As we embark on hiring new clergy, relationships with emerging rabbis, cantors, and educators are especially critical. During Covid, Rabbi Kravitz and I were invited to team teach the online JTS seminar class of graduating rabbis and cantors, two years in a row, about healthy relationships in rabbinic teams (when those are rare). With the support of a multi year gift by an Adath family, as well as a contribution this year by Women of Adath, our synagogue has been welcoming outstanding rabbinic interns for the High Holy Days. For this third year of funding, we selected two rabbinical students from the larger group of applicants: Alan Imar based in Jerusalem and Sarah Klein based in Los Angeles, to teach, serve our families with young kids and our teen community as well as receive mentoring from us. We make our Jewish community stronger when we invest our energies in its current and future leadership.
The Hassidic master, the Baal Shem Tov, noticed for human beings what Rabbi Hama noticed for God. There are many ways to enter Jewish life. The Baal Shem Tov noticed for each of the ancestors in the Amidah we repeat the word “elohei… Avraham, elohei… Yitzhak” and onward. He asked why the repetition again and again of the word elohei, meaning “God of” before each of our ancestors? You might think, just put one elohei for all of them, and call it a day! He taught each ancestor carved a special relationship with God. We might imagine that each of our ancestors stepped through a different door to Jewish life, and that each door had to be acknowledged every time we recite the Amidah, the central prayer of each Jewish worship service. On this Rosh Hashanah we get to affirm the same for each of us.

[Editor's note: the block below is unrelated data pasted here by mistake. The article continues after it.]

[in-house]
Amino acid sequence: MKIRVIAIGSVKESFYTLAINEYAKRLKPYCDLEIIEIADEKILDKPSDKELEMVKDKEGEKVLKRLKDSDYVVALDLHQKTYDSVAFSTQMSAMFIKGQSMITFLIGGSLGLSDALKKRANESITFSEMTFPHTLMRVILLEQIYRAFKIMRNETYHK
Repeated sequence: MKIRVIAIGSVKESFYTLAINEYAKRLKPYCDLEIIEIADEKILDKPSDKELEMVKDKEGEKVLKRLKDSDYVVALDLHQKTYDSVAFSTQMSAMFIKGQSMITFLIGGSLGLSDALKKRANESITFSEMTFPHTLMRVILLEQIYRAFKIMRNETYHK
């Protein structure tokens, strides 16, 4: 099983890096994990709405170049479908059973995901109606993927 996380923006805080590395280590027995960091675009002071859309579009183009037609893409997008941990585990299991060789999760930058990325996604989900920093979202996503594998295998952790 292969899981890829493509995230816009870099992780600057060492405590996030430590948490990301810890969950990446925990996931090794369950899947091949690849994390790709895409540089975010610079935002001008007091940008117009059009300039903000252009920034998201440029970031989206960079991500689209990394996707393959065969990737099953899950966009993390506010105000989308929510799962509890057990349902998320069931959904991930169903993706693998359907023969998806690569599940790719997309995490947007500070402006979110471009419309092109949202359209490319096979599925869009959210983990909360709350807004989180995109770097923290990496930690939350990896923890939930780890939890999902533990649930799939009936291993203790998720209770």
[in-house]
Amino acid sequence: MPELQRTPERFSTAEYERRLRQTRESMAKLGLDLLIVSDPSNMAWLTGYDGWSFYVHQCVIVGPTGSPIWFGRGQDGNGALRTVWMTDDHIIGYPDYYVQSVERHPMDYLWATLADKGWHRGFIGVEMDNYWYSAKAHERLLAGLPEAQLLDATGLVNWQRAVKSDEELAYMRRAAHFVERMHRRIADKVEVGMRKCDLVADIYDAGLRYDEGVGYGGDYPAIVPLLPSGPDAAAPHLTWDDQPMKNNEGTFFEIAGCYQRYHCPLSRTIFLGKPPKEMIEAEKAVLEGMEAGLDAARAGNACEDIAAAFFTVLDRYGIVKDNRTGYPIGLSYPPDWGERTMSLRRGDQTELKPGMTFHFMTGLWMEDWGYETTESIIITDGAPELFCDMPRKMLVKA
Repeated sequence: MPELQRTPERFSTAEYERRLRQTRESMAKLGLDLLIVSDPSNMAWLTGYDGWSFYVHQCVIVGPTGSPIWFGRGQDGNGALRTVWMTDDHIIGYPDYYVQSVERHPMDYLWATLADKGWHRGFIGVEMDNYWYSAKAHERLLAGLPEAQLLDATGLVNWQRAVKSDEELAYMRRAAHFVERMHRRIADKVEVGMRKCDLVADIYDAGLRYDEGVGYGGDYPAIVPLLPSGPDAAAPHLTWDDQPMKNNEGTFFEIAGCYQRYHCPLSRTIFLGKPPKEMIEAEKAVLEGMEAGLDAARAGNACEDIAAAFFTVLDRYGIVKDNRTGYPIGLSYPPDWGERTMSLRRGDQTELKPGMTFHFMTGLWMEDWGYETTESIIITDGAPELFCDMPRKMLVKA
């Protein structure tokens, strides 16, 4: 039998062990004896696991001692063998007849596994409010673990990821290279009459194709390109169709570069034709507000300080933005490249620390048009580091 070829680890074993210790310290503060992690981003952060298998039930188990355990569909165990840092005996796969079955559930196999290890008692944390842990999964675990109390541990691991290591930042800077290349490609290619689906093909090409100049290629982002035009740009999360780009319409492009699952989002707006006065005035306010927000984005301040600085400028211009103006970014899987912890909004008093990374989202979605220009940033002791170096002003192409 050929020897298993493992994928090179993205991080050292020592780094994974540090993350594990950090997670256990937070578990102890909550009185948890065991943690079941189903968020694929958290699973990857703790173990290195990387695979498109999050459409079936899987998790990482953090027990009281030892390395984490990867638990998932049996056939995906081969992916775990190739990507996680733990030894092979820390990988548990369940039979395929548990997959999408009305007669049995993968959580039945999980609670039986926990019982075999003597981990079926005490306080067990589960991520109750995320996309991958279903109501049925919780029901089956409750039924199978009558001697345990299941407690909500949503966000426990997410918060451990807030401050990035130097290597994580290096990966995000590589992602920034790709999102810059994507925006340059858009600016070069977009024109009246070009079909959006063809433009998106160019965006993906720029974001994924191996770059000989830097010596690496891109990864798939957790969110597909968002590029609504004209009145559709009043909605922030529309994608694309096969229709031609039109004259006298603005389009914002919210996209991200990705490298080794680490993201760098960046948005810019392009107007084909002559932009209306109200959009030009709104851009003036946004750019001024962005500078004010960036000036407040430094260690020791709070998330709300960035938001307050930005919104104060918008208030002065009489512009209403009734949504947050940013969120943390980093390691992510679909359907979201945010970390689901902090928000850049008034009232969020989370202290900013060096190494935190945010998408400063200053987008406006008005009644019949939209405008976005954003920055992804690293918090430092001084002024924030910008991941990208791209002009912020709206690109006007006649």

When we open the many doors to Jewish life, we encounter a Judaism that doesn’t simply help us be more Jewish, it helps us be more human, more alive in the world. May the many doors to Jewish life lead us to a life in which we walk in the ways of the Holy Blessed One and find one another along the path. And let us say: Amen.
Mercaz (Masorti’s political arm) sermon: What can we do as U.S. Jews to make our voices heard to preserve Israel’s democracy?
Heidi Schneider, past chair of the Masorti Foundation
Our parasha today, Nitzavim, begins in a powerful way. Moses addresses the Israelites and assures them of a long-term promise. He tells them that the covenant between the Divine and the people includes EVERYONE.
“You stand this day, all of you, before your God Adonai—your tribal heads, your elders, and your officials. Every householder in Israel.” That is the list of the leadership and property holders. But Moses goes on. Who else is included? “Your children, your wives, even the stranger within your camp, from woodchopper to water drawer.” This list includes those whose voices are mostly overlooked in society, the people without property, or power, or a vote. And Strangers—the promise is not limited only to Jews. Moses emphasizes that ALL are included in relationship with the Divine.
Might we call this a promise of “radical inclusion,” imbedded in Deuteronomy, in the last words of Moses?
And as if this countercultural message is not enough, Moses has more to startle us. This relationship with the Divine is not only with those present to hear Moses’ words, but those who are not present as well! The rabbis have interpreted this to mean that all generations, past, present, and future, Jews by birth and Jews by choice, are included in the Divine promise. Everyone!
What a contrast this message is to what we are experiencing today. The Us vs. Them mentality that infuses what we read and hear. Both in the United States, and sadly, in Israel, where my focus takes us today.
Israelis have been making their voices heard for months, every Saturday night, protesting in the streets. Liberals, centrists, members of the military, and conservatives are dismayed. They believe that their interests have been ignored by the current Netanyahu coalition, which has been taken over by ultra-Orthodox and other extremist minority parties. A coalition uninterested in compromise.